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As Protests Against the Citizenship Act Continue Full Power, Other Countries are Telling Travellers to Avoid India

Seven countries have issued travel advisories calling India “unsafe”, leading to footfalls at the Taj Mahal falling by 60 percent, while visitors in the Northeast have declined by 90 percent.
Mumbai, IN
December 30, 2019, 7:20am
Anti CAA protest affect Indias tourism industry
In this picture taken on December 20, 2019, police personnel clash with a protester during a demonstration against India's new citizenship law in Varanasi. Photo: STR / AFP

‘Tis might be the season to be jolly, but given the current political climate of our country, many haven’t been able to muster up happiness during the merriest time of the year. And now, the heavy toll it’s taking is beginning to show, especially in India’s tourism industry.

Even as we near the tipping point of this decade, the anger and uprising over the contentious Citizenship Amendment Act continues full power . So, it’s not shocking that as reports come up of police using facial recognition to keep track of protestors, communal violence causing the deaths of more than 20 people and some even being detained for drawing rangoli, many foreign nations now consider India an “unsafe travel destination”. According to officials, in the past two weeks, about 2,00,000 domestic and international tourists cancelled or postponed their trip to the Taj Mahal, one of the most popular tourist destinations in the world. There has been a 60 percent decline in footfalls this festive season, presumably since the Taj Mahal is in Agra, Uttar Pradesh, a state which has had the highest number of protest-related deaths, most of which were of Muslims or teenage students.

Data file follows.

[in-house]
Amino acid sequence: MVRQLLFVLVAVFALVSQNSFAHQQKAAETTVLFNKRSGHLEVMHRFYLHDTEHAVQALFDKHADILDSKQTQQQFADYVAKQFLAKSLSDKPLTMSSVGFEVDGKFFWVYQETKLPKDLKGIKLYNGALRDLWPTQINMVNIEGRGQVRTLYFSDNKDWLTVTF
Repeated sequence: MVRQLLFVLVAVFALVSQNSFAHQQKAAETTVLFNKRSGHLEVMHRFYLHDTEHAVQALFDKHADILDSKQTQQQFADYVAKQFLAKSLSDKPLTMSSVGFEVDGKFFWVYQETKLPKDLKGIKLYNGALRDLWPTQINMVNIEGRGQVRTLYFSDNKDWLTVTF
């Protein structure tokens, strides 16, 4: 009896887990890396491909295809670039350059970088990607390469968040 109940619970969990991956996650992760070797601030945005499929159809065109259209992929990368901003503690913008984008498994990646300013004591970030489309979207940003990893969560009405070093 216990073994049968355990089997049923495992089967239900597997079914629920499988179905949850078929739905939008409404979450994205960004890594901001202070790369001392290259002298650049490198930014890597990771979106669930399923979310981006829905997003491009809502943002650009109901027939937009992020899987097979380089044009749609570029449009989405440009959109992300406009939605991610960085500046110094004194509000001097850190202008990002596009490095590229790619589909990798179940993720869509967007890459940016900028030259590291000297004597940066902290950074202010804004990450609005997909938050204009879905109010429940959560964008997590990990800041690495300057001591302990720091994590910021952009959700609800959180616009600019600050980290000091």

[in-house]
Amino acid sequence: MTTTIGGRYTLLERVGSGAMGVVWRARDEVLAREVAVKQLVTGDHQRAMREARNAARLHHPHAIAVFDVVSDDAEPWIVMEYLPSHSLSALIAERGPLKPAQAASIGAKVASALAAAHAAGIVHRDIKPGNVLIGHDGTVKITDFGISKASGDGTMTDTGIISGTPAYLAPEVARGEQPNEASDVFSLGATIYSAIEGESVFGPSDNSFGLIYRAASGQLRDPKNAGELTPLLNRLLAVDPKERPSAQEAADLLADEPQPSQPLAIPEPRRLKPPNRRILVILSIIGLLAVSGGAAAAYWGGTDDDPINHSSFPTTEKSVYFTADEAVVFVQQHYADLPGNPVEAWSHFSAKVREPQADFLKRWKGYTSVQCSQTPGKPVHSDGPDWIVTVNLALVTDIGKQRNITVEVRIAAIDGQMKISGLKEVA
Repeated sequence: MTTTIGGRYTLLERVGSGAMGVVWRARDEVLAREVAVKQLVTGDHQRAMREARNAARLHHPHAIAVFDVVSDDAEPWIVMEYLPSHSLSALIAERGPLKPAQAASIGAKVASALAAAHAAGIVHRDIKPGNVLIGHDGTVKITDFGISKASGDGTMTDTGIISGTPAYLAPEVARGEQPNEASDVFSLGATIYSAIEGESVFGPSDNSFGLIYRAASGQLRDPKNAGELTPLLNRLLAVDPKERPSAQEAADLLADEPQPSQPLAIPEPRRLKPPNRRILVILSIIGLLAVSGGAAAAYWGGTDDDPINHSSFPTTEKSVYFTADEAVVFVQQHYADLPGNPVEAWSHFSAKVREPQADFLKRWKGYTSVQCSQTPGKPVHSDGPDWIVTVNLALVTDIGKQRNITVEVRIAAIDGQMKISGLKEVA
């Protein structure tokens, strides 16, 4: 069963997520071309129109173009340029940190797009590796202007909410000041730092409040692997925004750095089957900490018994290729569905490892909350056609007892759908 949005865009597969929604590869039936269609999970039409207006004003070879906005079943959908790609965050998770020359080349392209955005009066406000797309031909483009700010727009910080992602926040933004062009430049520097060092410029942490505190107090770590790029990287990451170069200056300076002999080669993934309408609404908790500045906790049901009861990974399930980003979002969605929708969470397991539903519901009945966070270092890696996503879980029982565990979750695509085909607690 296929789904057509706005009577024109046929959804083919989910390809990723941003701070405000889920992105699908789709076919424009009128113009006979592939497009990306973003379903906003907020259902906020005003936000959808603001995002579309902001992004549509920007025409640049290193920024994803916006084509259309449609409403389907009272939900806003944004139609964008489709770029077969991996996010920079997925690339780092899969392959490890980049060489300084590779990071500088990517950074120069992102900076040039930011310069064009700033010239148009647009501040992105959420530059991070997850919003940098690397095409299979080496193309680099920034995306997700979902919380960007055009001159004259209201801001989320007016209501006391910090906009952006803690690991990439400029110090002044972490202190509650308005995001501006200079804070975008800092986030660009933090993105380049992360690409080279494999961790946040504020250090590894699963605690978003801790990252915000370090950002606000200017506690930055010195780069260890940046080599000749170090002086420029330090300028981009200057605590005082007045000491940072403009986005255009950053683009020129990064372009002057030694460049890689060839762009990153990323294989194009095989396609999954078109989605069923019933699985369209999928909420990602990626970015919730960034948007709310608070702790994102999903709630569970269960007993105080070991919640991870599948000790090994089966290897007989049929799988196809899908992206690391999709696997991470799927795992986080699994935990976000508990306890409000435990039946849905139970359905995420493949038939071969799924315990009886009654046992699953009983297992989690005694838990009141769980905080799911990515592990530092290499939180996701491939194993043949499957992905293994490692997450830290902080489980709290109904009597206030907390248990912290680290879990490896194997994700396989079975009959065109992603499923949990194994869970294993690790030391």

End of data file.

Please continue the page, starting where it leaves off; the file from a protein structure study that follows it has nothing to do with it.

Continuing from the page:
The United States, Britain, Russia, Israel, Singapore, Canada and Taiwan have issued travel advisories asking their citizens to either avoid going to India or be careful while visiting areas where protests are actively taking place. However, many tourists are also opting out of their India travel agendas because the internet remains blocked in many of its regions. "Blocking the internet has affected travel and tourism in Agra by about 50-60%," Sandeep Arora, president of the Agra Tourism Development Foundation that groups over 250 tour operators, hotels and guides told Reuters. Meanwhile, Jayanta Malla Baruah, the head of the Assam Tourism Development Corp, said that while the Northeastern state usually gets about 5,00,000 tourists during the December season, “the number is down by 90 percent if not more.”

Even Goa, one of India’s most popular vacation spots, is bearing the brunt, with tourist levels falling by 50 percent despite no reports of violent protests in the coastal state.

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